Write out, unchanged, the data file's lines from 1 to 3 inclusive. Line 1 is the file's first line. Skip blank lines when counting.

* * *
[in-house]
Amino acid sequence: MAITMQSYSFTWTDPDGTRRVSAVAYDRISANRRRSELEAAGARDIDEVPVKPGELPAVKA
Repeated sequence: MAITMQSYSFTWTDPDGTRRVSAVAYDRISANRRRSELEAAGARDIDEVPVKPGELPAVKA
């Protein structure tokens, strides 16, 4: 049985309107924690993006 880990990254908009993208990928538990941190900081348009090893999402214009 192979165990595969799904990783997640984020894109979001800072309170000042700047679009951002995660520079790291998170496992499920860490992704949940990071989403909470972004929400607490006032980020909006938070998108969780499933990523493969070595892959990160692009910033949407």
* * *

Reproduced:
[in-house]
Amino acid sequence: MAITMQSYSFTWTDPDGTRRVSAVAYDRISANRRRSELEAAGARDIDEVPVKPGELPAVKA
Repeated sequence: MAITMQSYSFTWTDPDGTRRVSAVAYDRISANRRRSELEAAGARDIDEVPVKPGELPAVKA